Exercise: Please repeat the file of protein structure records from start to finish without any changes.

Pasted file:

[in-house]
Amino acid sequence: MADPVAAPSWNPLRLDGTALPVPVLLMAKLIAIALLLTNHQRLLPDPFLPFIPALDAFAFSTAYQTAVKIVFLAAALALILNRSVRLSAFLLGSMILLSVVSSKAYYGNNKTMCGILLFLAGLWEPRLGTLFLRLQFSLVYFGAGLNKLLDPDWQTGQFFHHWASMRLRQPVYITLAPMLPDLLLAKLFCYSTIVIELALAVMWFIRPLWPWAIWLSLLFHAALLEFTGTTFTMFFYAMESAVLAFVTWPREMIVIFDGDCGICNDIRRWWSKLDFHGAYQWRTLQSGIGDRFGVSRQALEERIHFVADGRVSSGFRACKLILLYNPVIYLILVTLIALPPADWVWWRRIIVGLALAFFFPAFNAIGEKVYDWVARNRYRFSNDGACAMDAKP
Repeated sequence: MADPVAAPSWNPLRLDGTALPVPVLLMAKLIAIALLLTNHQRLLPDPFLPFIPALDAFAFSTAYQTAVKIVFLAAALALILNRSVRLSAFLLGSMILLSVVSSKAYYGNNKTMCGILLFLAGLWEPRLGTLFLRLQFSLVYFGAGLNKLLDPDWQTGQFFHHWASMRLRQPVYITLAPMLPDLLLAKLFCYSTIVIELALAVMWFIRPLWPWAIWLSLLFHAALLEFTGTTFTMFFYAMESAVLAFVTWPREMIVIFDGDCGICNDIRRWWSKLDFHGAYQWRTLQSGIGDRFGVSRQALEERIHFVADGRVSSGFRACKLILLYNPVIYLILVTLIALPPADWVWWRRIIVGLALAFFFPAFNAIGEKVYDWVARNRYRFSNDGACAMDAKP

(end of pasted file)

[in-house]
Amino acid sequence: MADPVAAPSWNPLRLDGTALPVPVLLMAKLIAIALLLTNHQRLLPDPFLPFIPALDAFAFSTAYQTAVKIVFLAAALALILNRSVRLSAFLLGSMILLSVVSSKAYYGNNKTMCGILLFLAGLWEPRLGTLFLRLQFSLVYFGAGLNKLLDPDWQTGQFFHHWASMRLRQPVYITLAPMLPDLLLAKLFCYSTIVIELALAVMWFIRPLWPWAIWLSLLFHAALLEFTGTTFTMFFYAMESAVLAFVTWPREMIVIFDGDCGICNDIRRWWSKLDFHGAYQWRTLQSGIGDRFGVSRQALEERIHFVADGRVSSGFRACKLILLYNPVIYLILVTLIALPPADWVWWRRIIVGLALAFFFPAFNAIGEKVYDWVARNRYRFSNDGACAMDAKP
Repeated sequence: MADPVAAPSWNPLRLDGTALPVPVLLMAKLIAIALLLTNHQRLLPDPFLPFIPALDAFAFSTAYQTAVKIVFLAAALALILNRSVRLSAFLLGSMILLSVVSSKAYYGNNKTMCGILLFLAGLWEPRLGTLFLRLQFSLVYFGAGLNKLLDPDWQTGQFFHHWASMRLRQPVYITLAPMLPDLLLAKLFCYSTIVIELALAVMWFIRPLWPWAIWLSLLFHAALLEFTGTTFTMFFYAMESAVLAFVTWPREMIVIFDGDCGICNDIRRWWSKLDFHGAYQWRTLQSGIGDRFGVSRQALEERIHFVADGRVSSGFRACKLILLYNPVIYLILVTLIALPPADWVWWRRIIVGLALAFFFPAFNAIGEKVYDWVARNRYRFSNDGACAMDAKP